Prior to this period many films, only normally running about two minutes in length, focused on everyday life, while Melies (who wrote, directed, starred in, produced, did the cinematography for and designed the costumes and sets) made a movie that broke that mold, and delved into the realm of science-fiction. A Trip to the Moon is actually said to be the first movie in the sci-fi genre.
IS IT A MUST SEE BEFORE I DIE?
Despite it's incredibly short length, A Trip to the Moon, is kind of fascinating to watch. To be able to view this picture and realize that it is over 100 years old is quite something in itself. While, I wouldn't call it something that is fabulous, I would say, by all means, see it. At only eight minutes in length, there's really no reason not to see it. And if this is the only movie you see out of the 1001 text, at least you'll be able to say that you saw a movie that was made in 1902, and that in itself, is a nice little bragging right.
RATING: 5/10 We'll cut it straight down the middle and call it an average flick. I believe its short length, yet historical value balance out to be something that should be seen.
NEXT UP: The Great Train Robbery...the western is born!
September 11, 2009 6:40pm
"The real usefulness of...1001 Movies You Must See Before You Die, is that it provides good ideas for DVD rental. I have, by the way, seen 943 of the 1001 movies, and am carefully rationing the remaining titles to prolong my life"
The above piece was written by Roger Ebert and appears on the back jacket of the 1001 Movies You Must See Before You Die book. So I start thinking...If I see all these films, I'll have seen more movies than Roger Ebert. Well, not really, as I'm sure he's seen other movies besides the ones collected in this 5th Edition of Steven Jay Schneider's text. But I could be one up on Mr. Thumbs Up! I could go up to him, on a rainy day in Chicago and say "Hey, Rog' I saw 'em all baby!! All 1001...943?...pathetic!!"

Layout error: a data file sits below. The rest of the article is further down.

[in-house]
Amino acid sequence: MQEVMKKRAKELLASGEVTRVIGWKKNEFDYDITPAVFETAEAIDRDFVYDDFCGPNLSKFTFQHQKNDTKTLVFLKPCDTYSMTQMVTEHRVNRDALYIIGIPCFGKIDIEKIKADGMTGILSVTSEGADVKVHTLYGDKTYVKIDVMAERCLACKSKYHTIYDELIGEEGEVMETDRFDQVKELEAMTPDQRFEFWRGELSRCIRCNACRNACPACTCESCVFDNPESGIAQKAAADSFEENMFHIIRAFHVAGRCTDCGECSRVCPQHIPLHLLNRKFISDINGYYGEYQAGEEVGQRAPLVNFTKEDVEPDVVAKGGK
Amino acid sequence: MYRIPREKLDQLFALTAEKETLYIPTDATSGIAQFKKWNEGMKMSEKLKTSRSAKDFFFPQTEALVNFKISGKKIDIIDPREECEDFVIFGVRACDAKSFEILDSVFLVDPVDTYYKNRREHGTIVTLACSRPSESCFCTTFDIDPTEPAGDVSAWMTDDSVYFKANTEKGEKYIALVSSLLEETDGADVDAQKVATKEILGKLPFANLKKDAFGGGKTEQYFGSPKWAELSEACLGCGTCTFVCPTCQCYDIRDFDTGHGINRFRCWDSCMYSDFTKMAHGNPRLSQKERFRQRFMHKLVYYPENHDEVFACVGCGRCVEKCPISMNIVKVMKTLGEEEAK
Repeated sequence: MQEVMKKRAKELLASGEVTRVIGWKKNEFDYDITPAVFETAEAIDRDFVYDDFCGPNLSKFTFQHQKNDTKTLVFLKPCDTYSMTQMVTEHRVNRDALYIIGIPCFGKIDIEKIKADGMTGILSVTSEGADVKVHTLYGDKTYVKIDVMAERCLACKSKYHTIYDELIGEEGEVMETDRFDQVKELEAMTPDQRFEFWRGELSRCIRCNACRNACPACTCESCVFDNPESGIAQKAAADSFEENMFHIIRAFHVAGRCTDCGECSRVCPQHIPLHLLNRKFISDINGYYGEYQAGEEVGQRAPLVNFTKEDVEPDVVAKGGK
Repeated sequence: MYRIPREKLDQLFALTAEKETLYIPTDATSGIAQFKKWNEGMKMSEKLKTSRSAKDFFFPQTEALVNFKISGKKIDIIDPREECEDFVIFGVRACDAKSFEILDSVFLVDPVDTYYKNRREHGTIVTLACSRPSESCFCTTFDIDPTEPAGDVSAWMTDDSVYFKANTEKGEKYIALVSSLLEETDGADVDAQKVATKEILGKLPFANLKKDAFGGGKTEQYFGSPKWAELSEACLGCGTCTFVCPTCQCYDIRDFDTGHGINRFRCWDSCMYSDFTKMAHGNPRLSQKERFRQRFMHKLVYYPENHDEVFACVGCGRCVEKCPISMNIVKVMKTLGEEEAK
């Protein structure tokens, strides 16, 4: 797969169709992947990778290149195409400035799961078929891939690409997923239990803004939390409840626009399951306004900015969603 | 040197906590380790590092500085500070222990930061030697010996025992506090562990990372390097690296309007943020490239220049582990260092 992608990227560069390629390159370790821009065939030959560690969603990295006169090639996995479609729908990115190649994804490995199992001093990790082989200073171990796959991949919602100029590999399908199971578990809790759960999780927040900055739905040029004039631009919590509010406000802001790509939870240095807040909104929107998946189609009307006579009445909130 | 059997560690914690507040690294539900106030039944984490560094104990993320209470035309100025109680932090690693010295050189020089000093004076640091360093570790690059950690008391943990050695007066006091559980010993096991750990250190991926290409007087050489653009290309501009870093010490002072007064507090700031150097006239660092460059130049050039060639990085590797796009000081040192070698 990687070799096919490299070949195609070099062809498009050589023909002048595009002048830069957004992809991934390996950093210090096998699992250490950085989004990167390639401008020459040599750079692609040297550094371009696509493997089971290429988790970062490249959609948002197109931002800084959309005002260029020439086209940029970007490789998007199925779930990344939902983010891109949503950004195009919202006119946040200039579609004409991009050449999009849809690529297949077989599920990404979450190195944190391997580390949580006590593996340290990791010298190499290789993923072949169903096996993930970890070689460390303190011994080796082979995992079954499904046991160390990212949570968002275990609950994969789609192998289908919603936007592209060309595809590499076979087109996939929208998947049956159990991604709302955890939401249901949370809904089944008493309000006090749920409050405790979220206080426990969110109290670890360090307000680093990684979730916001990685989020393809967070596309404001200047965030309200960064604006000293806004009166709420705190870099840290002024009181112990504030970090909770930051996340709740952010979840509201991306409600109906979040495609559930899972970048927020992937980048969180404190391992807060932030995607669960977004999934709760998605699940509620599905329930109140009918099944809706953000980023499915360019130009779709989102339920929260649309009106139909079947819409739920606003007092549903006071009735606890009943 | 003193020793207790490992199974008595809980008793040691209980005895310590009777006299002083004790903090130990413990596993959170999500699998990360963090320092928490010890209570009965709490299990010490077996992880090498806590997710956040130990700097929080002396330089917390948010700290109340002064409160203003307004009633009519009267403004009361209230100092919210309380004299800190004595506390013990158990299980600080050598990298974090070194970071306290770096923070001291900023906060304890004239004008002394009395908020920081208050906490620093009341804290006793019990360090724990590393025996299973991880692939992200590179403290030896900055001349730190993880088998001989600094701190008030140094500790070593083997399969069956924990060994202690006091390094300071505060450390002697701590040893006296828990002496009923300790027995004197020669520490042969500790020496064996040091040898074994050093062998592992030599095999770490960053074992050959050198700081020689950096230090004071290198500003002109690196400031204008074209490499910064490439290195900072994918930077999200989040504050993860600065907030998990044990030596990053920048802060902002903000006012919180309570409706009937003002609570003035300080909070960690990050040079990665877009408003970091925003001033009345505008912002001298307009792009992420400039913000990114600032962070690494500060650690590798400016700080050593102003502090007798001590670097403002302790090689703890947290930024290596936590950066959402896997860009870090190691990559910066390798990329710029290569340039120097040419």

So I slapped down my $35 and bought the book. Not just to spite Ebert, but also to advance my knowledge of film.
So why am I telling you all this? I was hoping you'd be interested in joining me on my journey. This is a diary of my adventure into the history of film...the history of essential film, and I'd like you to come along. Lets travel all the way back to 1902 and make our way, together, to 2007. Now I must warn you...I'm not your typical critic. There are some so-called classics out there that I have been less then impressed with. For instance, "2001: A Space Odyssey" bores me to no end and I am of the opinion that "Requiem for A Dream" is a very overated mess. But I have the balls to tell those movies that, to their faces. I don't stand quivering and say "Yes, Requiem was good, I enjoyed it!", just to get a pat on the head and fit in with the rest of the crowd. I tell it like it is. If I don't like it, I say it and if I do...well I say that too, of course.
So let's go...let's have fun. Let's watch some movies and see what we haven't. Relive what we have...good or bad. Maybe we'll form some new opinions on flicks we previously thought of as stinkers...or maybe they'll stay stinking.
This is the beginning of my journey. My diary into cinema...
September 11, 2009 2:44am